The Dudgeon Offshore Wind Farm is located between 32km off the coast of the seaside town of Cromer in North Norfolk. Since its completion in late 2017, this 402MW offshore wind farm has been producing enough green, clean energy to power more than 410,000 UK homes from its 67 6MW wind turbine generators.
Through the joint venture company Dudgeon Offshore Wind Limited, the wind farm is owned by Equinor, Masdar and China Resources (Holdings), and Equinor is its operator having developed the £1.4b power plant between 2012 and 2017.
The Dudgeon Offshore Wind Farm currently is the wind farm furthest away from the UK’s shoreline, Dudgeons development and operations have involved Equinor’s innovative New Energy Solutions unit implementing innovative technologies and devising new working methodology.
One example is the use of the ESVAGT Njord service offshore vessel (SOV) to access the 67 offshore turbines and the offshore substation; this is a ‘first’ in the UK offshore wind industry, and one which will be watched with considerable interest by developers of the UK wind farms scheduled for construction in the early 2020’s.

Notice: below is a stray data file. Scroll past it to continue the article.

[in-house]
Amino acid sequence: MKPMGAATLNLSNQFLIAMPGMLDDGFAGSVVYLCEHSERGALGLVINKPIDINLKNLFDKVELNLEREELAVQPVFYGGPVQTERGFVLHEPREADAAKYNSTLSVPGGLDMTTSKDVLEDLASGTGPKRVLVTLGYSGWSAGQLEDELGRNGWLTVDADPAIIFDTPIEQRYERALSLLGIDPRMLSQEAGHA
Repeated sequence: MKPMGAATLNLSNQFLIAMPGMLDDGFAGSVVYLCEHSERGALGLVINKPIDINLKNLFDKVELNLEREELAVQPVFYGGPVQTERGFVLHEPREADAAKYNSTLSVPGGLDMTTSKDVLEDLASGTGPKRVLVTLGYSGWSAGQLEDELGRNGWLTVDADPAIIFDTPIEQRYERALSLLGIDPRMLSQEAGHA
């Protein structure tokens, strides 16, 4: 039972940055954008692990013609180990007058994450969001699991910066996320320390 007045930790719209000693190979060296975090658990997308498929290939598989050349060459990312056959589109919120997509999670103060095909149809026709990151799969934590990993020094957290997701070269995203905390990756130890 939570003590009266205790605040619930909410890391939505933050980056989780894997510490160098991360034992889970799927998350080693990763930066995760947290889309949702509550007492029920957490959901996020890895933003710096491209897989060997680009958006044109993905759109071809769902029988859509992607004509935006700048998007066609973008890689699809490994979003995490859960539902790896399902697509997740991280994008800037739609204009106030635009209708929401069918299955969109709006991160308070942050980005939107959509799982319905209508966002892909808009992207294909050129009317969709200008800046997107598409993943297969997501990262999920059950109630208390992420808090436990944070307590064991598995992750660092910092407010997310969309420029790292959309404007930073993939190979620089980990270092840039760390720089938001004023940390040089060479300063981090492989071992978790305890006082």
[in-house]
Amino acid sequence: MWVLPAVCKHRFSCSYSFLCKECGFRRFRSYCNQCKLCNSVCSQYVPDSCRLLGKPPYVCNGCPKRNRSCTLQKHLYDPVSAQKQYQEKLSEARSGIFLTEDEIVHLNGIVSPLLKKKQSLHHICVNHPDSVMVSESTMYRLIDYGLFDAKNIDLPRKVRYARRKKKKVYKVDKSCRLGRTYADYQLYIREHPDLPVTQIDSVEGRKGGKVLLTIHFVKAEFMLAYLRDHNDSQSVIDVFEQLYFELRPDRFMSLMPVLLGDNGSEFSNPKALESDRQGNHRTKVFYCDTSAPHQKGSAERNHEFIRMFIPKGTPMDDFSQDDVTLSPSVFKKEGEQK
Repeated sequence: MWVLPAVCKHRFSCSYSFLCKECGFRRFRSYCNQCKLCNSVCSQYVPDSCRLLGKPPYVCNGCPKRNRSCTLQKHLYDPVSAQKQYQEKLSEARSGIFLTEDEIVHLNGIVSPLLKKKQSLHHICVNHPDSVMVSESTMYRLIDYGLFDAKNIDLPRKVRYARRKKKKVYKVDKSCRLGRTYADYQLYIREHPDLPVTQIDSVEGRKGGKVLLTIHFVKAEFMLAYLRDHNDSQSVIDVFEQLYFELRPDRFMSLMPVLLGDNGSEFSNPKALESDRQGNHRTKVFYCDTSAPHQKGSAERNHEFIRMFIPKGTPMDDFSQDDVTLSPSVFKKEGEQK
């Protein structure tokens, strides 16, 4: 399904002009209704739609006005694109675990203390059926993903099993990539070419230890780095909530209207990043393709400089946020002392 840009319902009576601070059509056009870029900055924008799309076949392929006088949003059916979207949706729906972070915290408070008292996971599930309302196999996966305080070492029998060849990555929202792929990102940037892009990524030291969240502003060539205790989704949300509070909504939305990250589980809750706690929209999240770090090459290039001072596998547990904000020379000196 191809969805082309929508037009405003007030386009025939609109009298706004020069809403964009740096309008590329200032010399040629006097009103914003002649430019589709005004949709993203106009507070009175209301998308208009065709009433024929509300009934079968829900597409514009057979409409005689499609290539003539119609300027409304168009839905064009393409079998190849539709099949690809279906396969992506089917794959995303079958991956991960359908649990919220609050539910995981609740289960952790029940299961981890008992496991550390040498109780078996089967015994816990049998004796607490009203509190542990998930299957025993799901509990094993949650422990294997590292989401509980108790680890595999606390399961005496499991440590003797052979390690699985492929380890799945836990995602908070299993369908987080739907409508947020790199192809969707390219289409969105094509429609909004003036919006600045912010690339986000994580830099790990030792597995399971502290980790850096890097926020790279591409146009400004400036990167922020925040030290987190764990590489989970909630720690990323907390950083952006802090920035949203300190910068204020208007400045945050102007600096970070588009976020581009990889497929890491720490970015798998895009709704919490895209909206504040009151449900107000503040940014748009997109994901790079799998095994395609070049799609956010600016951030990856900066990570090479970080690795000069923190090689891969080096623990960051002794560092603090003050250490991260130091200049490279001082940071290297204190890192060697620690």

As a company, Equinor’s skill-set has been shaped by years of operating in the hostile offshore conditions that come hand in hand with the hydrocarbon industry. There are now opportunities to harness that skill set and transfer it to the offshore renewables industry.
It really is “technology in transition”.
Equinor, a broad energy company with firm ambitions to become a global offshore wind major, has signed Agreements for Lease (AfL) with The Crown Estate for two offshore wind farm extensions in the UK.
Equinor has launched a community consultation today (Thursday 9 July) to seek local views on its plans to extend its existing wind farms off the Norfolk coast.
Teams from the Sheringham Shoal and Dudgeon Offshore Wind Farms, operated by Equinor from bases in Norfolk, are involved in activities to help Norfolk‘s Covid-19 response